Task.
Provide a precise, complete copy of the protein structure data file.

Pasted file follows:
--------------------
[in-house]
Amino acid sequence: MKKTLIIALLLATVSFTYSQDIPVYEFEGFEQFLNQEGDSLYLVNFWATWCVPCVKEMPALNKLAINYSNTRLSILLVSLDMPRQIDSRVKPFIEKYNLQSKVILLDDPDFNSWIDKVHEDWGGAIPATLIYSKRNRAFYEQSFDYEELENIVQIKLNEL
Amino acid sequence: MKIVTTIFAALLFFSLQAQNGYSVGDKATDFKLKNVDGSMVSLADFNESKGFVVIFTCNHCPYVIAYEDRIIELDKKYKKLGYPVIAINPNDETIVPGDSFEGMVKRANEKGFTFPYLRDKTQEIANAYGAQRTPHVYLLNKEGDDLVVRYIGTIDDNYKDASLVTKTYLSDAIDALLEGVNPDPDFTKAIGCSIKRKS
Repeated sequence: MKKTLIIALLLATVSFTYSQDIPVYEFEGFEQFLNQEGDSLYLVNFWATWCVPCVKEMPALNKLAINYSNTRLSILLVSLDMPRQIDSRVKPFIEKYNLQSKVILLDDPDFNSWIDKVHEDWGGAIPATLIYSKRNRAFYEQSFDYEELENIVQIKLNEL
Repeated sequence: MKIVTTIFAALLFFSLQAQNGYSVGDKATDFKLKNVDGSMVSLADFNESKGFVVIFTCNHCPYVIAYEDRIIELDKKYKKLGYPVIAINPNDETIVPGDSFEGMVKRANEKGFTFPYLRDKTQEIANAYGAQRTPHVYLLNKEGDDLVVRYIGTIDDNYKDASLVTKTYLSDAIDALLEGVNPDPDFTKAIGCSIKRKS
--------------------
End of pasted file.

[in-house]
Amino acid sequence: MKKTLIIALLLATVSFTYSQDIPVYEFEGFEQFLNQEGDSLYLVNFWATWCVPCVKEMPALNKLAINYSNTRLSILLVSLDMPRQIDSRVKPFIEKYNLQSKVILLDDPDFNSWIDKVHEDWGGAIPATLIYSKRNRAFYEQSFDYEELENIVQIKLNEL
Amino acid sequence: MKIVTTIFAALLFFSLQAQNGYSVGDKATDFKLKNVDGSMVSLADFNESKGFVVIFTCNHCPYVIAYEDRIIELDKKYKKLGYPVIAINPNDETIVPGDSFEGMVKRANEKGFTFPYLRDKTQEIANAYGAQRTPHVYLLNKEGDDLVVRYIGTIDDNYKDASLVTKTYLSDAIDALLEGVNPDPDFTKAIGCSIKRKS
Repeated sequence: MKKTLIIALLLATVSFTYSQDIPVYEFEGFEQFLNQEGDSLYLVNFWATWCVPCVKEMPALNKLAINYSNTRLSILLVSLDMPRQIDSRVKPFIEKYNLQSKVILLDDPDFNSWIDKVHEDWGGAIPATLIYSKRNRAFYEQSFDYEELENIVQIKLNEL
Repeated sequence: MKIVTTIFAALLFFSLQAQNGYSVGDKATDFKLKNVDGSMVSLADFNESKGFVVIFTCNHCPYVIAYEDRIIELDKKYKKLGYPVIAINPNDETIVPGDSFEGMVKRANEKGFTFPYLRDKTQEIANAYGAQRTPHVYLLNKEGDDLVVRYIGTIDDNYKDASLVTKTYLSDAIDALLEGVNPDPDFTKAIGCSIKRKS